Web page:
Everything from trees, plants, animal skins, stones, beehives and much more can be collected. I thought that while there can be a lot of varying items to collect, how much you can hold and how to track down required items is incredibly easy and accessible (by pressing the R3 button you enable the Hunter Vision, which highlights objects in the environment). You also have a really cool tool at your disposal in the Reward Stash. The Reward Stash is an item cache that holds items collected by your fellow Wenja and is updated at dusk of every day (the game features night and day situations, more on that later). The best thing about the Reward Stash is that it is accessible in all of the fast travel locations and also at campfire locations. It’s safe to say you won’t have to travel very far to hit up your Reward Stash, which is definitely a welcome feature considering how large the world of Oros is.
As I mentioned earlier, you can travel the world on the backs of some animals. You don’t get this ability until later in the game but it all starts with the shaman, Tensay, teaching you to tame certain animals and become a beast master. Taming some of the wild life of Primal and making them a companion to control is some of the most fun I had with the game. Lions and tiger and bears, all mine. Once tamed these beasts and a few others can be summoned to follow you around and also take orders from you. See some enemies in the distance? Send your cave lion to give them a nasty surprise. Need some help in taking out a wolf herd? Call in a bear for some assistance. Along with a companion animal you also have an owl that can be used to scout out areas as well as some other abilities after upgrading. The new level of strategy that you can use to approaching enemies, outposts, and more is just awesome. I loved sending my owl to do some recon work in the sky above an enemy outpost. He could Scan the area to tag the enemies, pin pointing select ones for my companion animal to attack, dropping airborne items and even swooping down to take out an enemy. I could tackle each area with a different approach and it helped from making everything feel repetitive.
Now a break from the gameplay… Let’s talk a little about the in game audio. The animals and environment effects are top notch and just as you would expect. The most unique aspect of the whole game potentially, could be the in game language. Because Primal takes place thousands of years ago, the characters all speak an ancient language which I assume was created just for this game. So the entire game you are relegated to reading subtitles on the screen. While I appreciate Ubisoft trying to make Primal a complete experience and having everything authentic. It took some time to get accustomed to hearing the Wenja speak. While Takkar does speak in the game, he doesn’t say much (or anything of substance), which is a problem that some games tend to have with their main character. Some of the side characters, especially Tensay and Wogah, really carry the voiceover work and help save the dialogue from just becoming somewhat useless and annoying.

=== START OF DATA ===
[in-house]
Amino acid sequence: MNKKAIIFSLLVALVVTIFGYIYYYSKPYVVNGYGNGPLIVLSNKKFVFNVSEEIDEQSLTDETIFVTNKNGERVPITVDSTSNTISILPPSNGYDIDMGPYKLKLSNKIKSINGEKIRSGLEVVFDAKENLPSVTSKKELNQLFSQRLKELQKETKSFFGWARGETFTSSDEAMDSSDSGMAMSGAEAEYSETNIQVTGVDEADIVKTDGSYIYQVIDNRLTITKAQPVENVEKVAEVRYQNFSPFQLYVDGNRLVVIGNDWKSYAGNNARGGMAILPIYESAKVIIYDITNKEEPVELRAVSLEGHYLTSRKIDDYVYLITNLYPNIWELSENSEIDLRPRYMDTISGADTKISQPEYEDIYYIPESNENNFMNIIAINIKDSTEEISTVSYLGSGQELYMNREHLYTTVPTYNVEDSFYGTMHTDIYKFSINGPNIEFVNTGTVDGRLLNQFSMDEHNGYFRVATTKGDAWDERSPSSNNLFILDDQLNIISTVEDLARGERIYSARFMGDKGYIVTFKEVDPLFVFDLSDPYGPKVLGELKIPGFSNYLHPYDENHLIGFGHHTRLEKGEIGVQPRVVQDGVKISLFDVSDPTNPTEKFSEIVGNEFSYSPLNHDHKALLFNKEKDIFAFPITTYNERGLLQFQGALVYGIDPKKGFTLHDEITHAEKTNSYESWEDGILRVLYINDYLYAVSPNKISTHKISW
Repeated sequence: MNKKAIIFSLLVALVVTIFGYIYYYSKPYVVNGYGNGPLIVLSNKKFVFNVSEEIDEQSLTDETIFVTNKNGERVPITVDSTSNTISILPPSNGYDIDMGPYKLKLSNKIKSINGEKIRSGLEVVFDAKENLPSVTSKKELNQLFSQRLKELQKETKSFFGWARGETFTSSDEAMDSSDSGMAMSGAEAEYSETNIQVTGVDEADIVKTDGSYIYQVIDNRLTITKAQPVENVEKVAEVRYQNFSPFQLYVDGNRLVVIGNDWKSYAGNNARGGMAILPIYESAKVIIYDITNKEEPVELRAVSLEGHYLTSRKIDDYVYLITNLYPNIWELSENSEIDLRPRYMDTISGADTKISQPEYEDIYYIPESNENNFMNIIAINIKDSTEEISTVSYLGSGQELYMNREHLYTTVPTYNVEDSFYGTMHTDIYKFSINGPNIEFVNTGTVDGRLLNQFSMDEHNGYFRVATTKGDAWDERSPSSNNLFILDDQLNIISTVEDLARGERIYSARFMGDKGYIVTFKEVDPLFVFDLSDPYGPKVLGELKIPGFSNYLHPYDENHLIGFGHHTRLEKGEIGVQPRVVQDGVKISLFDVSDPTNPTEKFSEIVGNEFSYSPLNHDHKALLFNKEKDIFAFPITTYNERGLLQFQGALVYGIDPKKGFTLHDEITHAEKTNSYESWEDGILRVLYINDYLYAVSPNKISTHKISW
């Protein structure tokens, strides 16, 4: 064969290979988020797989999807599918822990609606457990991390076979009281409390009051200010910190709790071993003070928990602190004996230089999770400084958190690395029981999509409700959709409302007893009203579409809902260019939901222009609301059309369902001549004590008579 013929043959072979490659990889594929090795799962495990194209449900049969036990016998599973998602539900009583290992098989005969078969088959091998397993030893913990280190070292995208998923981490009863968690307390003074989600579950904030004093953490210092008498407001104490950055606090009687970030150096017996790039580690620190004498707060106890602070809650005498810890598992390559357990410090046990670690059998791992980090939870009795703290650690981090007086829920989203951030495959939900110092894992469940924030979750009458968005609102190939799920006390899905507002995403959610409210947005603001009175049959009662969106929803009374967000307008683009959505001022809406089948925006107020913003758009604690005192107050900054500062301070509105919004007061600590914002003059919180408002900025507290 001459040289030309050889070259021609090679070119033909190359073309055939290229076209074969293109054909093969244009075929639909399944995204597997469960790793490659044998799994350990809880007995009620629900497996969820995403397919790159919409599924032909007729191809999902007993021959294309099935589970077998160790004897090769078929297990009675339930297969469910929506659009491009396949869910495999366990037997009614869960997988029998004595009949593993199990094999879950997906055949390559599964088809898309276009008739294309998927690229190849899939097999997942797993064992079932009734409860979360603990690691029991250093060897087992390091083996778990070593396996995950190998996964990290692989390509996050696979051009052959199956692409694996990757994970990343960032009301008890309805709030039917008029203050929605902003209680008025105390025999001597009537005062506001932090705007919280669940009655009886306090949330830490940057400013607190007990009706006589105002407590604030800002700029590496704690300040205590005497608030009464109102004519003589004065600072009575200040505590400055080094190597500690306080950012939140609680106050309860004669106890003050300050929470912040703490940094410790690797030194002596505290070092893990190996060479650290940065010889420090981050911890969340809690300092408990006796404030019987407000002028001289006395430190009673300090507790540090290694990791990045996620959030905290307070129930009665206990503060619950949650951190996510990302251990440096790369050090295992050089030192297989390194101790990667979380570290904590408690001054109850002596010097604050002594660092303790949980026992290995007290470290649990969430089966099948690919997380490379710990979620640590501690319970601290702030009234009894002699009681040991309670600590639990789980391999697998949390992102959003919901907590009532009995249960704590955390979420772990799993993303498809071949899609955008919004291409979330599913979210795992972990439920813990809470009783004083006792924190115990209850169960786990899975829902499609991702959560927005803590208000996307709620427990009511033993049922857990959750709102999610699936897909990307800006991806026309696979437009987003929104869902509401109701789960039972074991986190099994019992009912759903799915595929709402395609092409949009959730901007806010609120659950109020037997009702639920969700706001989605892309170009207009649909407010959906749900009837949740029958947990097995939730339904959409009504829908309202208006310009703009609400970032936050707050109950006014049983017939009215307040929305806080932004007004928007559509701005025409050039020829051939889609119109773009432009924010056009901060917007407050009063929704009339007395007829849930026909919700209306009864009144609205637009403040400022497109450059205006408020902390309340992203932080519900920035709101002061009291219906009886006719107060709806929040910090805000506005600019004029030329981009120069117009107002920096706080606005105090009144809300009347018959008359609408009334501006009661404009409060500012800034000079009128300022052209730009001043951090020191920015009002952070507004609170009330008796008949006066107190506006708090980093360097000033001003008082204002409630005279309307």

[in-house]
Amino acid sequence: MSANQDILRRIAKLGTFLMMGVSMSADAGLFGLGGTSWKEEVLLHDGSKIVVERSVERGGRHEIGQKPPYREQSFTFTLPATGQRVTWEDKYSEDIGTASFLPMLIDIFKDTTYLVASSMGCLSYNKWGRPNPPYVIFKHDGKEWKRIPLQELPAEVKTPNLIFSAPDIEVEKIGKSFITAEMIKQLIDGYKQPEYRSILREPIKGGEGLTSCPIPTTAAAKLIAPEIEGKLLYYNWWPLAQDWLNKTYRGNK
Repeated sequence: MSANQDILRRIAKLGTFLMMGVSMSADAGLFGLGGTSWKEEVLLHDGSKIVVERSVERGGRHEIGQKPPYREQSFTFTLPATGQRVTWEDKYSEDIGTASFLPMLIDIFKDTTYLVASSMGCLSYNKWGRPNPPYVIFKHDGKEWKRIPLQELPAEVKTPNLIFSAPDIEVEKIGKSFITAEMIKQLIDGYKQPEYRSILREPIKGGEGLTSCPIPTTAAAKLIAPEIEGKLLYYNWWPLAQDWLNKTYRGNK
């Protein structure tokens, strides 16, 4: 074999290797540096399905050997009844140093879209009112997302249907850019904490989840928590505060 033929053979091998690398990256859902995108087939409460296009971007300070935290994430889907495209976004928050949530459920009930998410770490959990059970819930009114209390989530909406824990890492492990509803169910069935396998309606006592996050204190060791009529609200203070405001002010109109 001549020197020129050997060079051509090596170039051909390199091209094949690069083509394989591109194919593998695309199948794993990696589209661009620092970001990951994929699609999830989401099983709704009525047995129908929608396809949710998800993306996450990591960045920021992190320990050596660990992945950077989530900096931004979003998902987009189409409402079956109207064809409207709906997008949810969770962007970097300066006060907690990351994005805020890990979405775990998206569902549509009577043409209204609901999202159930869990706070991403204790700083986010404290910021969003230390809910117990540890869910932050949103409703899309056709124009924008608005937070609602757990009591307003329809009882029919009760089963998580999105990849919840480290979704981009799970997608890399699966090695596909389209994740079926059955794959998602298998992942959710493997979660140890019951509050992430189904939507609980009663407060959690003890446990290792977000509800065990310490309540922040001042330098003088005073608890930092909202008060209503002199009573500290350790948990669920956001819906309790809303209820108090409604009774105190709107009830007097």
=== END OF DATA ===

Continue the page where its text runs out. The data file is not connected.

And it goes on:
Primal also features day to night transitions, as I mentioned earlier. While this could have been used to just give the appearance of time passing, they use it for a bit more. Certain animals only come out at night and some missions are only accessible during certain points of the day. Also enemies could potentially be sleeping in their outposts at night, making it a good option to strike in the evening. To avoid the annoyance of having to wait out a particular part of day is the option to rest in any of your base camps as well.
Overall Far Cry Primal successfully uses the Far Cry 4 engine to create something new that is refreshing and original. While still giving you a lot of the same franchise features, Primal introduces enough new mechanics and features to keep it from feeling like a rehash. The world of Oros is huge and there are missions scattered all over the map varying from main story quests to random side missions. Far Cry Primal will keep you busy for a long time. The only thing that would have made Primal better for me, would have been the possible inclusion of some dinosaurs… I know it doesn’t fit the timeline but so what!